Quiksilver opens second Boardriders store

boardridersAs the future of the US arm of surfwear group, Quiksilver, hangs in the balance, Quiksilver Asia Pacific has confirmed it remains unaffected, continuing with expansion by opening the second Australian Boardriders concept store.  

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First launched in 2006 in Europe under the guidance of CEO, Pierre Agnes, the Boardriders store format has been a dubbed a lifestyle store concept by the brand, with the average footprint around 1000sqm. The stores showcase Quiksilver’s core retail brands, including Quiksilver, Roxy, and DC Shoes, and also house a cafe, licensed bar, and barbershop, and host yoga classes and skate clinics.

The first Australian Boardriders opened its doors in February this year at The Strand, in Coolangatta on the Gold Coast. The latest has opened in Torquay, Victoria – the birthplace of the Quiksilver brand. There are currently 14 Boardriders stores globally, including two in Australia.

The opening of the new 1000sqm store, located in Torquay’s Surf City Plaza, follows the announcement of Quiksilver Asia Pacific’s US counterpart filing for bankruptcy in an effort to allow the company to restructure its operations.

It is understood the restructure will involve ownership and control of the business, which has been listed on the New York Stock Exchange since 2002, to pass to senior lenders, including Oaktree Capital Management. A private equity investment firm in the US, Oaktree Capital Management, was a key player in the $586 million 2013 rescue of Billabong International and currently retains a substantial shareholding. Quiksilver was founded in Australia in 1969 and has 45 standalone stores in Australia. At its peak the company was reportedly worth around $A3.3 billion. Last year, the surfwear group reported a 13 per cent drop in sales and posted a loss of $US309 million.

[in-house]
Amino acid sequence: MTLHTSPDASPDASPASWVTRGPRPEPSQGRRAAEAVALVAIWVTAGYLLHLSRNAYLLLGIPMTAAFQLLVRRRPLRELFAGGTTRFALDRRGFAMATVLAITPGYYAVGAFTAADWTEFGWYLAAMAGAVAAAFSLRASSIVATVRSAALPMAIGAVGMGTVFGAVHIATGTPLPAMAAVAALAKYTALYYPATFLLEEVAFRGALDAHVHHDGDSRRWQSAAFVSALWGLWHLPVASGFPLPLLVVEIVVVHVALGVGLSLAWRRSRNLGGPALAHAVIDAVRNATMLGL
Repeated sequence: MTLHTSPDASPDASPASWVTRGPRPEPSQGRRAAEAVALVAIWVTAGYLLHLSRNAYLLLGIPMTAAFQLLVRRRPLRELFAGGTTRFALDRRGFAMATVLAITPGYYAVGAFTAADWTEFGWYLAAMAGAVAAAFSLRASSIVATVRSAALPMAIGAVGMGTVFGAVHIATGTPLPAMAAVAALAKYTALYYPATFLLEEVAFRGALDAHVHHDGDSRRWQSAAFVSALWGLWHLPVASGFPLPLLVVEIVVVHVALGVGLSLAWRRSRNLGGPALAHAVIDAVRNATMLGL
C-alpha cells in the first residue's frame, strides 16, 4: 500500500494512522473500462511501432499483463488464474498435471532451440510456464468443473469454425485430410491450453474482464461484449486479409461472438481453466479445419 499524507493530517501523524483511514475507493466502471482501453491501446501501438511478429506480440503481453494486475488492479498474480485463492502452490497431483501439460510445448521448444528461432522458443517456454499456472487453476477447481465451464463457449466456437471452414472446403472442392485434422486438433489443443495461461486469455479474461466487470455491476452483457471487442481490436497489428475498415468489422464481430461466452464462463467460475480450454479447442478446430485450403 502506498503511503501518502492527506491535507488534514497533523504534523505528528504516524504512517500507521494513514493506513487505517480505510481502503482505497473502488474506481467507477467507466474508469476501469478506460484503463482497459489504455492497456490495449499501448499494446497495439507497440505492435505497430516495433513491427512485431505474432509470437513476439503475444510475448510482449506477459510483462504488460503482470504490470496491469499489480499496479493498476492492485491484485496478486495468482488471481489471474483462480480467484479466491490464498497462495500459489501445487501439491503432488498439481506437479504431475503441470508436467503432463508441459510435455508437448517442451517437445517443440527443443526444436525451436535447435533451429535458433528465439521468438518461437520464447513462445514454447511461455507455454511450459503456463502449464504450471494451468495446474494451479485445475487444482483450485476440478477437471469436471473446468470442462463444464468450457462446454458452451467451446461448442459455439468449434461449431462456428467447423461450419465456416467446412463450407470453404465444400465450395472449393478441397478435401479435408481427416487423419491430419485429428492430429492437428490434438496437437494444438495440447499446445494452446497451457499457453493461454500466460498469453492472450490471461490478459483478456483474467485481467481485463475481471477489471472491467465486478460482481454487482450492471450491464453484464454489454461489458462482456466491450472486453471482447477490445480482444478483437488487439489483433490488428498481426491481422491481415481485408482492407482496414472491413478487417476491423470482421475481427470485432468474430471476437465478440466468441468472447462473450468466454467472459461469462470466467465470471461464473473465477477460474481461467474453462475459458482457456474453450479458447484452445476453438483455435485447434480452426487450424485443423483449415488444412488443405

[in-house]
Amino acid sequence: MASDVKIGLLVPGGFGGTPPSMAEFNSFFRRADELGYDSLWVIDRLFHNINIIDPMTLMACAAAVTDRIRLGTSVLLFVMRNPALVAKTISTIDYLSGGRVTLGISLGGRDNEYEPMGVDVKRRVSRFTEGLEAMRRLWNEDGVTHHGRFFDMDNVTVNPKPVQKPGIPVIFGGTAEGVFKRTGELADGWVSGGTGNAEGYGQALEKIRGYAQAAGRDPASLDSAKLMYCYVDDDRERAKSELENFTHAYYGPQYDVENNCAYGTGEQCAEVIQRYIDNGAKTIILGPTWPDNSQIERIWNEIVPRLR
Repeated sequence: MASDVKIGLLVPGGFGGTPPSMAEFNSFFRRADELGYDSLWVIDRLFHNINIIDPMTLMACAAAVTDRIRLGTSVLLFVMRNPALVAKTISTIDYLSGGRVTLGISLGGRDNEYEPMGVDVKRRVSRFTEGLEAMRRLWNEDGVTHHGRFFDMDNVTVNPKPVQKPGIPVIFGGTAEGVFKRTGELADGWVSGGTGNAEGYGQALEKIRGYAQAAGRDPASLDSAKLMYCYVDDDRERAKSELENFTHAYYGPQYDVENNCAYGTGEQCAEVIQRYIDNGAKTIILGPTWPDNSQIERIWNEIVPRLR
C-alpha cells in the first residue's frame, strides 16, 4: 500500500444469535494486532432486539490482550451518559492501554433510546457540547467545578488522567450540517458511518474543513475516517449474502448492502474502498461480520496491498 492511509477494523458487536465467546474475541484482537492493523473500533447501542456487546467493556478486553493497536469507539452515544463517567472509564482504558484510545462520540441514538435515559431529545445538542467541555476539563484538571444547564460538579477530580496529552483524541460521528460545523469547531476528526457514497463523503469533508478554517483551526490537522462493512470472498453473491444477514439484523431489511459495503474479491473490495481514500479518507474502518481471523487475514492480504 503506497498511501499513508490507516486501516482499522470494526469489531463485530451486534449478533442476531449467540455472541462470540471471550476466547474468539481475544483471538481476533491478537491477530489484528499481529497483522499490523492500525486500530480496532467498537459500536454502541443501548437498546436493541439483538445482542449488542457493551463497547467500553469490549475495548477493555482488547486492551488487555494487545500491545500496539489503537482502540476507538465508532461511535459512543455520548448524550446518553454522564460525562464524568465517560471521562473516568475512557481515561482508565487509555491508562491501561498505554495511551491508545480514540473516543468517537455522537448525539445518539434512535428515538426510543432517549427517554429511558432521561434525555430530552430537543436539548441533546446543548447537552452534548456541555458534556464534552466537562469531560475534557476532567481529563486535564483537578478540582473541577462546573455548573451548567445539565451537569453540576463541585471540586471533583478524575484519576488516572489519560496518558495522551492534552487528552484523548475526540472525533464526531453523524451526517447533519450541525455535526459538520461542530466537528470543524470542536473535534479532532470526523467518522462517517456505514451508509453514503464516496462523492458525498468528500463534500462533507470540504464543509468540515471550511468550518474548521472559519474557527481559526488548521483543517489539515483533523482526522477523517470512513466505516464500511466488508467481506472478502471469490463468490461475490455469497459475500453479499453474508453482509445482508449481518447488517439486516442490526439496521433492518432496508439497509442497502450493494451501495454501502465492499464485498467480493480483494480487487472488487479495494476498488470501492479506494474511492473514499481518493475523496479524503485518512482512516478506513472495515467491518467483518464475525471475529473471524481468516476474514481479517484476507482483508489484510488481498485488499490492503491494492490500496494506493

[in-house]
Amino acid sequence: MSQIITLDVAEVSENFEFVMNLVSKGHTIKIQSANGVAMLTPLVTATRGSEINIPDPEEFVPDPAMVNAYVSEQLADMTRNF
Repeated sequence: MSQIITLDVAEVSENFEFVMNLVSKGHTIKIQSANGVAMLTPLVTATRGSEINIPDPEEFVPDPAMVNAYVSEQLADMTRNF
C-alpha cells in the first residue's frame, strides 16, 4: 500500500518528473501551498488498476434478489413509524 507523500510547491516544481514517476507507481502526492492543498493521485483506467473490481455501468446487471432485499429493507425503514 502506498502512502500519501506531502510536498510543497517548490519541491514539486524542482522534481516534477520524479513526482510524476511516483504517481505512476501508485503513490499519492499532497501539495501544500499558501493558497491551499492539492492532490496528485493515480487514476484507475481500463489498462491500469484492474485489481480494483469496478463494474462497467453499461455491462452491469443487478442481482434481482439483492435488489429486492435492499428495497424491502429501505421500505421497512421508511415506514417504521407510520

“We called it ‘Boardriders’ simply for that reason, to bring ‘boardriders’ together and elevate our three brands under the one roof,” Todd Liddy, retail director of South Pacific, told Inside Retail Weekly.

Quiksilver has also developed a smaller Boardriders store format. At 500sqm, it’s around half the size of a typical Boardriders store and includes some elements of the larger flagship concept, such as a coffee bar and DJ area.

“There are some more watered down versions of it,” Liddy said, “but we think in Australia this concept is the one that resonates with our consumer. We feel in Australia we need to have less of these stores, but do the stores larger and proper.”

Liddy said more Boardriders stores are currently in the planning phase, however, he could not comment on locations.

“We’ll continue to look for the right opportunities for Boardriders that fit our site selection criteria, which is iconic locations, either beachside, snowside, or in skate or sport areas. It also needs to make sense and be complementary to our current distribution channels as well,” he said. Liddy also commented on plans for Quiksilver’s standalone stores, stating there were no “aggressive rollout plans” and further store expansion would be organic.


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